Literally the biggest thing at the show was a carbon fiber bridge manufactured by FiberCore Europe (Rotterdam, The Netherlands) and destined in early May for the Dutch town of Dronton. This bridge — 24.5m long by 5m wide (80.4 ft by 16.4 ft) and weighing 12 metric tonnes (26,455 lb) — was walked on, poked and prodded by just about everyone at the show. Designer Jan Peeters, who handles R&D for FiberCore, said the sandwich structure features a large, corrugated honeycomb core layed up in a sinusoidal pattern between composite skins that consumed 3 metric tonnes (6,614 lb) of commercial grade Panex 35 carbon fiber from Zoltek Inc. (St. Louis, Mo.). Fiber sizing and vinyl ester resin for the bridge project were provided by DSM Composite Resins AG (Schaffhausen, Switzerland). Peeters emphasized the adaptable, proprietary tooling system that FiberCore used to accommodate a variety of lengths, widths and other dimensions. Given that the cost of tooling for such large composite structures often makes them prohibitively expensive, Peeters and FiberCore hope and expect that serial production is within reach. Peeters says the cost of the carbon fiber bridge is competitive with concrete and weighs nine times less than concrete. Peeters also says the bridge was load tested with 75 metric tonnes (nearly 164,400 lb) of weight and showed deflection of only 64 mm (2.52 inches).

Smaller but impressive nonetheless was the cargo bay door for Airbus Industrie’s (Toulouse, France) A400M military airlifter. This all-composite structure, measuring 6m by 4m (about 20 ft by 13 ft), is the featured component in this issue’s “Inside Manufacturing,” p. 60.

Nanoledge (Sophia Antipolis, France) brought to JEC a Look 595 carbon fiber bicycle frame made with Nanoledge’s carbon nanotubes. The company report’s that it had compiled a wealth of new data in its research of components with nanotubes vs. those without, including improvements in crack growth resistance (30 percent), compression resistance (22 percent), impact resistance (50 percent) and flexural strength (50 percent).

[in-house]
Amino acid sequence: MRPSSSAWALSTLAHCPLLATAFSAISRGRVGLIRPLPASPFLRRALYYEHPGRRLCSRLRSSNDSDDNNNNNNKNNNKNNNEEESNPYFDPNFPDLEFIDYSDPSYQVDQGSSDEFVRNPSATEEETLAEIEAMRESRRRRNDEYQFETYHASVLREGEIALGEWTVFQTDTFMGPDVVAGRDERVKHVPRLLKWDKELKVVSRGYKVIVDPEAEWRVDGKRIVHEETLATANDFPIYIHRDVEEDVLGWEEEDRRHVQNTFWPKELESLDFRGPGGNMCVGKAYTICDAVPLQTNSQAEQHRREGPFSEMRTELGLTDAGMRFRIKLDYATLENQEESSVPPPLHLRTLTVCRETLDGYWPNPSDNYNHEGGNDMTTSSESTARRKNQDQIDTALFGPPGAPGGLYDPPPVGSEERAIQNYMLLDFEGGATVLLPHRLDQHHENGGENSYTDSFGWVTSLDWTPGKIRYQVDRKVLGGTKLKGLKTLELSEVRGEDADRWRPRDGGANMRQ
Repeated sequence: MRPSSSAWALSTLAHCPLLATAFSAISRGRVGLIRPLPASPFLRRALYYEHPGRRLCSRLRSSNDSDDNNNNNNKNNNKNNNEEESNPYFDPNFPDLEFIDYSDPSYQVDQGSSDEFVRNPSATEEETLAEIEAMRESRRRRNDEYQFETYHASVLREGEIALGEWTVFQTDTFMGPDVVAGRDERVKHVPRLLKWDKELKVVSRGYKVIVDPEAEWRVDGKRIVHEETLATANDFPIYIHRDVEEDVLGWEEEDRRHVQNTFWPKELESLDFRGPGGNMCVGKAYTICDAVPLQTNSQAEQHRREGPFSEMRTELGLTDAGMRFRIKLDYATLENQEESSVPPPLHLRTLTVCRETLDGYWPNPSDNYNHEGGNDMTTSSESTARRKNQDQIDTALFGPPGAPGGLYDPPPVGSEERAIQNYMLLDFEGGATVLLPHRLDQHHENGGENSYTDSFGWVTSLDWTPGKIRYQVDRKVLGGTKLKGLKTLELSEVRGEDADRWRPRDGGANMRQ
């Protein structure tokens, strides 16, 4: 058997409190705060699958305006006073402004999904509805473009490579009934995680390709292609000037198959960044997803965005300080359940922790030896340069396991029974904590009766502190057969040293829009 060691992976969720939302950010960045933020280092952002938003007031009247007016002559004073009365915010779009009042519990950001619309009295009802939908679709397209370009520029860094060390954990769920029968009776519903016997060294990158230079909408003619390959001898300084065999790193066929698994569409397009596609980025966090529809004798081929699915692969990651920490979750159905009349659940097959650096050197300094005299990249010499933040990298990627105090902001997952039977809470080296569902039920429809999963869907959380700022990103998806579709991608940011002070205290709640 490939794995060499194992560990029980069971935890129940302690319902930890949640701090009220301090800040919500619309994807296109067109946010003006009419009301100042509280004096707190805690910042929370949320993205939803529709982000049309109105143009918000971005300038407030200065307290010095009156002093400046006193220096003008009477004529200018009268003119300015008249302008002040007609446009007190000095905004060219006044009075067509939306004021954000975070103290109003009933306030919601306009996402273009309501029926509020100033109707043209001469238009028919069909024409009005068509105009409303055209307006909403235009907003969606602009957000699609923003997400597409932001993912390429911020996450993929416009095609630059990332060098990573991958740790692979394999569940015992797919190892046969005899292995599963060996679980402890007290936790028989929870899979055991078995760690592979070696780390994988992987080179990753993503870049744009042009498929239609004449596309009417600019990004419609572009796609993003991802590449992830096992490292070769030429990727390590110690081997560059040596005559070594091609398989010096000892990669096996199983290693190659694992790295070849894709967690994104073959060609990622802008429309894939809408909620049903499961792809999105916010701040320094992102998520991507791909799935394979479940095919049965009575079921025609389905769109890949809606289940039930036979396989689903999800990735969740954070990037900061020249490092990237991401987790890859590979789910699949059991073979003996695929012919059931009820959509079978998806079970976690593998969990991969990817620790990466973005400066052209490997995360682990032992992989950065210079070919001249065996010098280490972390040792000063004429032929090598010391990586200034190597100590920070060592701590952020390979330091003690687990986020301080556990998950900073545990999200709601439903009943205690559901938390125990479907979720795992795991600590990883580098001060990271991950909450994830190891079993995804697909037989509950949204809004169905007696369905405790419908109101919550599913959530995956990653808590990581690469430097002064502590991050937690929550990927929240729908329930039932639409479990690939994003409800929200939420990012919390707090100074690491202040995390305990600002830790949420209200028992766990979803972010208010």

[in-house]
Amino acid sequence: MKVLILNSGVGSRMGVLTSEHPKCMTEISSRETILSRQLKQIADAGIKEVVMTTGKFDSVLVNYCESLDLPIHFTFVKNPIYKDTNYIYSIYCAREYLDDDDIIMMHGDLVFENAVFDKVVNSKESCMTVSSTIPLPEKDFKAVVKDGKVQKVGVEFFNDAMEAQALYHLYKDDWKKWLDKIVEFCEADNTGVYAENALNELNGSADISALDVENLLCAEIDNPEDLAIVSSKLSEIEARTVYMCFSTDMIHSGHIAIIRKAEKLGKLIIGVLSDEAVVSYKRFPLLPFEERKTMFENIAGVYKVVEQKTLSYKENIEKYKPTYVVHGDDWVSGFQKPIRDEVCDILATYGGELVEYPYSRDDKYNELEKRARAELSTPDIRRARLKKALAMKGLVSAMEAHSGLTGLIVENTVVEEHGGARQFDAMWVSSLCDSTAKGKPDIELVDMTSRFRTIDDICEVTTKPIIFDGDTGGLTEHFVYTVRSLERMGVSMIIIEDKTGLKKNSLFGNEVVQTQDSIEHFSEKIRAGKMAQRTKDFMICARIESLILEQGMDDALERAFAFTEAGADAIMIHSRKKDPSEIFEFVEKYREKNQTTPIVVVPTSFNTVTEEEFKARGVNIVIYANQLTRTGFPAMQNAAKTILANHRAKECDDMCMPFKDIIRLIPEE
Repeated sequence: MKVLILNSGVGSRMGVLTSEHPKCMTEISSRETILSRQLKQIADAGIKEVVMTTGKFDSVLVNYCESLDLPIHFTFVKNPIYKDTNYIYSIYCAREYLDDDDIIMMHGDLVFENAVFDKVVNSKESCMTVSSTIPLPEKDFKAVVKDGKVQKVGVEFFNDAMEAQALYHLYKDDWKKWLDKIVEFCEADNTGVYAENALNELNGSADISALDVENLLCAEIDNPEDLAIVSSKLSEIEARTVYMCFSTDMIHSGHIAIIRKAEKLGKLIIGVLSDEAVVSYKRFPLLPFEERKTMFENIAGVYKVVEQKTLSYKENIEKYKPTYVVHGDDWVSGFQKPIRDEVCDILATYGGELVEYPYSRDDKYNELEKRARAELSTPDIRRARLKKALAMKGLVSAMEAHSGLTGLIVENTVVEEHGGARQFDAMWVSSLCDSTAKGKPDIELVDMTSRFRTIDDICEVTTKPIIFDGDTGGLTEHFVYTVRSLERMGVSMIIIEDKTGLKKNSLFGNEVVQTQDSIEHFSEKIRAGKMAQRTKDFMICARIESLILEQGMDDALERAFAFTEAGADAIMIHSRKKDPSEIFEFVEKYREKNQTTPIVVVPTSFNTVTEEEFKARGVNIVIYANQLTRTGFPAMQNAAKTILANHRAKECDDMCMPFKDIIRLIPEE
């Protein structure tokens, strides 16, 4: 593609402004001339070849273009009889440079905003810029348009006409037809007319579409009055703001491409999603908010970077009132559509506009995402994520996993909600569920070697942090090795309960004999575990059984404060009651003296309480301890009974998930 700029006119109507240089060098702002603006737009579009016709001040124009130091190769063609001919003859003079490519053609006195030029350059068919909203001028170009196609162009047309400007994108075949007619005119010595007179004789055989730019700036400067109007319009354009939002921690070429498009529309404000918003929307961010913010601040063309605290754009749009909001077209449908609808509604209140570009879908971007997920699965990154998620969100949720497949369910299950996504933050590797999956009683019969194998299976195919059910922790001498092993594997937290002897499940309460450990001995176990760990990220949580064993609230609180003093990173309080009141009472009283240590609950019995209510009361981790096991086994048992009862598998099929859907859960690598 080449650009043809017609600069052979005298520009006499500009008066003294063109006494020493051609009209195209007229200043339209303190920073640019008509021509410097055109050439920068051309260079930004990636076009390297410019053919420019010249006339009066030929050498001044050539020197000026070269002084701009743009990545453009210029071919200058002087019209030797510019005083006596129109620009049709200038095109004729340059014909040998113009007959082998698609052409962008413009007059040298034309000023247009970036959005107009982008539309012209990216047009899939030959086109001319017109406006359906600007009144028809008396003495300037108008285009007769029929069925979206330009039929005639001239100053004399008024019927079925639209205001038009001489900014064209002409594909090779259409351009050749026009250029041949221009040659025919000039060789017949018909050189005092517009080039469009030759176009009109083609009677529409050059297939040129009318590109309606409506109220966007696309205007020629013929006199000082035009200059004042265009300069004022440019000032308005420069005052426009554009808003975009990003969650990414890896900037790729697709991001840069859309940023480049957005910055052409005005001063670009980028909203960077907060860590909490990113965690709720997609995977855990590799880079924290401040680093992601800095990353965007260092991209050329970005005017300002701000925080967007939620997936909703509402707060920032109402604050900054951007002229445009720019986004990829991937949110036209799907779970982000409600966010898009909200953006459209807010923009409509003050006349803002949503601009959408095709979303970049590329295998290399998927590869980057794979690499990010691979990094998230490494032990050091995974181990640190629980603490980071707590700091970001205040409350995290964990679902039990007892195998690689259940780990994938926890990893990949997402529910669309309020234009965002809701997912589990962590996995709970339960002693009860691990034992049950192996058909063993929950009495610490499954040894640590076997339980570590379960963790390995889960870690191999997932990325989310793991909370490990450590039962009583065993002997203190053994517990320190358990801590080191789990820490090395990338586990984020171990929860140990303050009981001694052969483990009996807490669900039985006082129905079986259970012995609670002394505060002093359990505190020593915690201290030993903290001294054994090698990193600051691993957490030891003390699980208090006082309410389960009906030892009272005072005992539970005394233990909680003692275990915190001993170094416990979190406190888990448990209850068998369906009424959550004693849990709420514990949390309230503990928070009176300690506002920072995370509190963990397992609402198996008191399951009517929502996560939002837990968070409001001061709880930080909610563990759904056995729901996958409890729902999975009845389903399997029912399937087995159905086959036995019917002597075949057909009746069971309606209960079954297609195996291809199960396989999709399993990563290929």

Owens Corning (OC, Toledo, Ohio) introduced PerforMax HR 562 and PerforMax SP 798 chopped glass strand (maximum 3-mm/0.12-inch length). HR 562 is designed for use with polyphenylene sulfide (PPS) in plumbing and hot water contact applications. SP 798 is designed for liquid crystal polymer (LCP) and PPS in high-heat (up to 400°C/752°F) computer and electronics applications. During JEC’s Construction Forum, OC highlighted its collaboration with Petrofisa do Brasil Ltda. (Mandirituba, Brazil) to produce filament-wound utility poles using OC’s Type 30 SE1200 single-end roving with a polyester resin. Destined for the South American market, the poles are said to be two to four times lighter than wood poles and are expected to last up to 45 years — compared to 15 years for wood poles.

Among the most interesting processes highlighted at the show was one that allows for the insertion of metal components in a carbon fiber part, developed by Carbone Forgè (Lentilly, France). The company’s molding process uses proprietary tooling, employs a compression press and permits strategic fiber orientation in the charge. Among the parts in the Carbone Forgè stand was a 10-inch/254-mm diameter aircraft wheel (see photo, at left), with comolded steel rims and other metallic hardware. The wheel was fabricated by EADS Composites Atlantic (Lunenburg, Nova Scotia, Canada), which licenses the Carbone Forgè process. The wheel features long-fiber carbon reinforcement provided by Toray Industries (Tokyo, Japan) with a thermoplastic PPS resin.

A stone’s throw from the JEC show, and running concurrently at Hotel Mercure, the SAMPE Europe conference (April 2-4) featured papers covering composites technology and its application in aerospace, building and construction, testing, textiles, nanomaterials, modeling and — in keeping with the conference theme — energy systems (see “Learn More”). SAMPE reports that 324 people attended the conference, hailing from 27 countries spread over four continents.